Threats to DACA still loom after 9 years, say Dreamers

By: - June 18, 2021 5:45 am
DACA rally DC

DACA recipients and their supporters rally outside the U.S. Supreme Court on June 18, 2020 in Washington, DC. (Photo by Drew Angerer/Getty Images)

Nearly a decade after a temporary program was established to shield young undocumented immigrants from deportation, Senate Democrats are eyeing legislative action that would provide a permanent solution.

This week marks nine years since the creation of the Deferred Action for Childhood Arrivals program, an Obama-era policy that provides deportation relief and work permits to undocumented immigrants brought to the U.S. as children.

The American Dream and Promise Act, which would provide a path to citizenship to DACA recipients, was approved in the U.S. House in March. On Tuesday, the Senate Judiciary Committee held a hearing over the bill.

But despite President Joe Biden’spledges to make DACA protections permanent and recent legislative victories in Congress, many Dreamers feel their position remains uncertain.

“This is a bitter sweet anniversary because there is a lot of uncertainty around it,” said DACA recipient Rico Ocampa. “The uncertain nature of our future in this country has permeated every aspect of our lives from our families to our future.”

Now a father of two U.S. born children, Ocampa has lived in the country since he was three years old and currently works as an organizer for Make the Road Nevada, an immigrant rights group.

“As long as I can remember we’ve been told to just wait and that’s the message we always receive. Just wait,” Ocampa said. “We can no longer wait.”

For nine years Ocampa has been protected under the DACA program. He says not knowing if his place in this county is permanent weighs on him everyday.

“My urgency comes from the urgency of a father and of a husband,” Ocampa said.

Across three presidential administrations, Dreamers have waited for the U.S. government to grant them permanent residency.

The latest federal data show more than 12,000 active DACA recipients live in Nevada.

Maria Nieto of Las Vegas is one of thousands.

Born in Mexico but raised in the U.S., Nieto was in high school when she first received temporary protections through DACA. Now 21, Nieto has lived in the U.S. for nearly two decades but her status  remains under legal threat.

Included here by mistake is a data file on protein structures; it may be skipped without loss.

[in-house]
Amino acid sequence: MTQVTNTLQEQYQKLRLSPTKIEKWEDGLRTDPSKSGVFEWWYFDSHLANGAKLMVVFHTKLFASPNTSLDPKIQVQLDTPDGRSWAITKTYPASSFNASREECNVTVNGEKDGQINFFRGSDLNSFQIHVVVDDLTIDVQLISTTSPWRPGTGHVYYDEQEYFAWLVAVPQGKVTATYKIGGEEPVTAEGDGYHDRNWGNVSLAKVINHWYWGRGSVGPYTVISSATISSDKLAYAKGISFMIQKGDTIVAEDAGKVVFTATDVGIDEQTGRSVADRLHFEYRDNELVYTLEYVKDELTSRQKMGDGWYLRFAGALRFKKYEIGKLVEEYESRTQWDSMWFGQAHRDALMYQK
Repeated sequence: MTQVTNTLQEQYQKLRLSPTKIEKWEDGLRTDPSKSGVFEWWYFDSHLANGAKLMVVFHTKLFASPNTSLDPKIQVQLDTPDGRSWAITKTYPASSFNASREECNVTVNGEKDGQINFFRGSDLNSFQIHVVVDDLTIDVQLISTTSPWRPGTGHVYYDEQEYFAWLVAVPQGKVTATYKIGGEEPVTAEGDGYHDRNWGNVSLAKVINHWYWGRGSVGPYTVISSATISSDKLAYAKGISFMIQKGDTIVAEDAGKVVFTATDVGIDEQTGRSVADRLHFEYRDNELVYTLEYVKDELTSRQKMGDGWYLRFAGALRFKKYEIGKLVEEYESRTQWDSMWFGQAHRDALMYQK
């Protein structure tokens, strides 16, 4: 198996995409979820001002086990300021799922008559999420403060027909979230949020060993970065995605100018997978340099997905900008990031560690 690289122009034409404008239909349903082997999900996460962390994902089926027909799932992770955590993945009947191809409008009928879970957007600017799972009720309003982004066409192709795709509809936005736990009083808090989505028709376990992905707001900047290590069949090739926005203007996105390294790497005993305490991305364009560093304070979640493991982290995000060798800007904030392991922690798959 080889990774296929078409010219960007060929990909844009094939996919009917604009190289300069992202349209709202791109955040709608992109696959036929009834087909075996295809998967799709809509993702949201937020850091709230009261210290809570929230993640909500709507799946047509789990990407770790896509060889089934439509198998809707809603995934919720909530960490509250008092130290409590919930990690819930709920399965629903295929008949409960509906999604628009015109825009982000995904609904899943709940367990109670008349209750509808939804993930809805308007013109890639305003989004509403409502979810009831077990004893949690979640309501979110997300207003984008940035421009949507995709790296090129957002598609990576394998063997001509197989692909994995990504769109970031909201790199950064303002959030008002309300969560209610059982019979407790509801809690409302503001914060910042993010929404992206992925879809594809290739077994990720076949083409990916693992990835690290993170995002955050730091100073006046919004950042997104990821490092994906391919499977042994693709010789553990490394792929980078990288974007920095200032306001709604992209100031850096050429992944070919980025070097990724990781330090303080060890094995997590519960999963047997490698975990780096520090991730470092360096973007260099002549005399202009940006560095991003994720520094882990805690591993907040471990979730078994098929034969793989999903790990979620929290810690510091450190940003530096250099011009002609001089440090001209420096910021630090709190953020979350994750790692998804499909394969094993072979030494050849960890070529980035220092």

“I’m still weary and honestly I think it’s because it’s constantly being threatened. I want to be hopeful. I would love some sort of pathway to citizenship or safety beyond DACA but I also don’t want to get my hopes up again,” Nieto said.

The program has allowed Nieto to work as the state director of Mi Familia Vota while attending the University of Nevada, Las Vegas full time as a political science major. One of the many downsides to her temporary status, however, is that she is ineligible for federal assistance, forcing her to pay for school out of pocket.

“There’s been a lot of back and forth over whether the program deserves to stay or not. It’s a little crappy, to be honest, to have to experience this over and over every couple of years,” said Nieto.

Another challenge the program faces is a 2018 lawsuit that challenges the legality of the DACA program. A federal judge in Texas is expected to soon rule whether to strike down the program entirely.

“If you look at the court decision that’s still pending from Texas that can essentially eliminate DACA, that’s why our delegation needs to get something done,” Erica Castro, director of the Nevada Immigation Coalition and a DACA recipient.

Given Democrats’ razor-thin majorities in Congress, the likelihood of the American Dream and Promise Act making it through the Senate is not guaranteed, although the bill has some bipartisan support.

“We know that for anything to move forward in Congress we would need 60 votes and unfortunately we wouldn’t have those additional 10 Republican votes when it comes to imigration,” Castro said. “That’s definitely a worry we have.”

Democrats would need to convince 10 Senate Republicans, the minimum votes needed to move a bill forward. Democrats’ only option for immigration reform may be the reconciliation process, which allows bills to be passed by majority vote, a strategy immigration advocates support.

“At some point bipartisan conversations need to go somewhere, and if they don’t they need to be dropped,” Ocampa said. “And reconciliation needs to be on the table.”

The program has also faced challenges left over from the previous administration. Earlier this week, Democratic Sen. Catherine Cortez Masto sent a letter to the U.S. Citizenship and Immigration Service rebuking the agency for ongoing delays to reopen DACA for new applicants.

“Luckily we do have elected officials who support us,” Nieto said.

Still, despite challenges, DACA recipients say they are hopeful that some form of citizenship measures can make it through Congress under the Biden administration. 

“I do think it can pass, however, there needs to be a strategic plan,” Ocampo said. “We see that elected officials are tweeting statements in support of us but we need them to go beyond that. We need them to work twice as hard.”

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Jeniffer Solis
Jeniffer Solis

Reporter | Jeniffer was born and raised in Las Vegas, Nevada where she attended the University of Nevada, Las Vegas before graduating in 2017 with a B.A in Journalism and Media Studies. While at UNLV she was a senior staff writer for the student newspaper, the UNLV Scarlet and Gray Free Press, and a news reporter for KUNV 91.5 FM, covering everything from the Route 91 shooting to UNLV housing. She has also contributed to the UNLV News Center and worked as a production engineer for several KUNV broadcasts before joining the Nevada Current. She’s an Aries.